LOS ANGELES STAFF WRITER LINELL SMITH CONTRIBUTED TO THIS ARTICLE. — Marion Eastlake answered the knock at her door and welcomed the gray-haired visitor into her tiny suburban California apartment.
With a small brown medical bag and briefcase in hand, Dr. Arthur Samuels entered and took a seat in the center of the room. Ms. Eastlake doesn't drive and is limited in her movements. So the doctor comes to see her.
After a few questions about diet and exercise, the internist took the blood pressure of his 69-year-old patient.
"Still high," Dr. Samuels, 74, said pensively in his deep voice.
He then checked her heart rate and listened to her lungs and heart with his stethoscope.
After a few more questions, he recommended that the patient stay on her diet and then called in a request for blood work and an electrocardiogram test.
Medical technicians would arrive at her home to take the tests in two days, and he told her he would be back to see her in a week.
House calls are making a comeback. The rationale is to reduce costly and unappealing hospital stays, according to the American Medical Association (AMA). And an aging population and medical improvements warrant the changes.
Due to higher life expectancy rates, an increasing number of patients are elderly, AMA reports indicate. And more elderly and chronically ill people are homebound. At the same time, hospital space is becoming more limited.
The result is a need for more home visits, according to Dr. Joanne Schwartzberg, director of the AMA's Department of Geriatric Health.
"We are just so successful with modern medicine up to a point," she said. "But the fact is, there is an increasing population of dependent people who need health care but can't get it because they can't get to a doctor's office."
Francis Scott Key Hospital in East Baltimore, for instance, runs -- an elder house call program that serves about 200 patients in the neighborhoods surrounding the hospital. Begun in 1979 by Dr. John Burton and Dr. Susan Denham, the program's staff contains 12 physicians who make regular house calls to patients with such chronic illnesses as heart disease and diabetes.
Financially, it is a losing proposition.
"Medicare reimburses a home health aide more for making a home visit than it does a physician," said Sarah Whalen, coordinator of the program. "We lose money doing home visits, but we are supported by the institution. Physicians in private practice have to limit home visits because they are not lucrative."
"I'm not going to make a house call for anyone who's 22 years old and has a car," said Dr. William Howard, a surgeon at Union Memorial Hospital and director of the hospital's department of -- sports medicine.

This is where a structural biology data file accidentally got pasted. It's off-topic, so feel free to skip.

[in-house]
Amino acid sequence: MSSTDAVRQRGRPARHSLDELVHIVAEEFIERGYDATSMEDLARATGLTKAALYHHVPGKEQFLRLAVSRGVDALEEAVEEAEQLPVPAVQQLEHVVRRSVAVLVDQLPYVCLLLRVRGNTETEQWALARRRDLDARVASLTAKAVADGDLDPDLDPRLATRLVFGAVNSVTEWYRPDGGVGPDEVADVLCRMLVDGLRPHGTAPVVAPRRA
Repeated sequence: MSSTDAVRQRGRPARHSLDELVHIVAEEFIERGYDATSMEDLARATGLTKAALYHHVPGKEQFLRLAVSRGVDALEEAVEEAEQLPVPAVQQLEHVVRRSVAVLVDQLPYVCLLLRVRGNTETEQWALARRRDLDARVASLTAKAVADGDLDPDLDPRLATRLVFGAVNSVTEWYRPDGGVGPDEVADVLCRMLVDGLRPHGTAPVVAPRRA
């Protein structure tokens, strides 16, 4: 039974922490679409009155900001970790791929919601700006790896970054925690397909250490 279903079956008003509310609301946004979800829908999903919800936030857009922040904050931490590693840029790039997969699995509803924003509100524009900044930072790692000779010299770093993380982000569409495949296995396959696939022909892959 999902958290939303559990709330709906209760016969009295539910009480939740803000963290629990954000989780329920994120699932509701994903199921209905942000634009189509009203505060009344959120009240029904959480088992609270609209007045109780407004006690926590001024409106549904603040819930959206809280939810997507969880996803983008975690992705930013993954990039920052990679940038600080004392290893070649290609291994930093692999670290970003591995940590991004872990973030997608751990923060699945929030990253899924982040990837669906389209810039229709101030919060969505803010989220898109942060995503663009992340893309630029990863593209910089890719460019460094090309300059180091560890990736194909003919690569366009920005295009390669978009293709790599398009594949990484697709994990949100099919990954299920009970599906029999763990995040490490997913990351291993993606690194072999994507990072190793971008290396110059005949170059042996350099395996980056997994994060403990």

"I see older patients at home," he said. "And I only do it about once a month, for patients I know . . . and if it's on my way home or near the hospital.
"From the point of view of doing good medicine, it isn't all that rewarding. You can only carry along a stethoscope and a pair of eyes. . . . Especially in today's litigious society, people are a little nervous about calling on a patient who has a new problem, say, someone who you have been treating for a heart problem who suddenly has a pain in the abdomen."
Some pediatricians routinely make house calls for newborn babies, said Daniel Levy, a pediatrician in Owings Mills and spokesman for the American Academy of Pediatrics.
"In my career, some of the most memorable experiences I've had were house calls because they bond you to the family. Unfortunately, it's increasingly difficult to make house calls because of the volume of patients we have to see."
Dr. Marion Friedman, chairwoman of the manpower advisory committee of the Maryland Academy of Family Physicians, said more doctorsrealize that home visits can supply vital information about patients.
"There's no substitute for knowing the patient completely, and you don't know the patient completely unless you know the environment in which they live," she said. "You go into a house, for instance, and you find factors that militate against the patient's being able to follow the instructions you've given -- and many things that you won't even think of by just asking questions in your office."
A national survey of 1,100 family physicians and internists that Dr. Schwartzberg of the AMA conducted in 1990 showed that more than 50 percent made some house calls. Follow-up research indicates that the number has not declined in three years.
Several smaller state surveys taken in the early 1980s showed that only 20 percent to 30 percent of family doctors and internists made house calls.
In California, about 20 percent of the 3,203 doctors on the Los Angeles County Medical Association's referral list -- doctors still looking for patients -- make house calls, a rate that has not increased in five years. However, agency spokesman Bob Calverley said the list is based on information volunteered by physicians, not scientific survey, and it does not include all area physicians.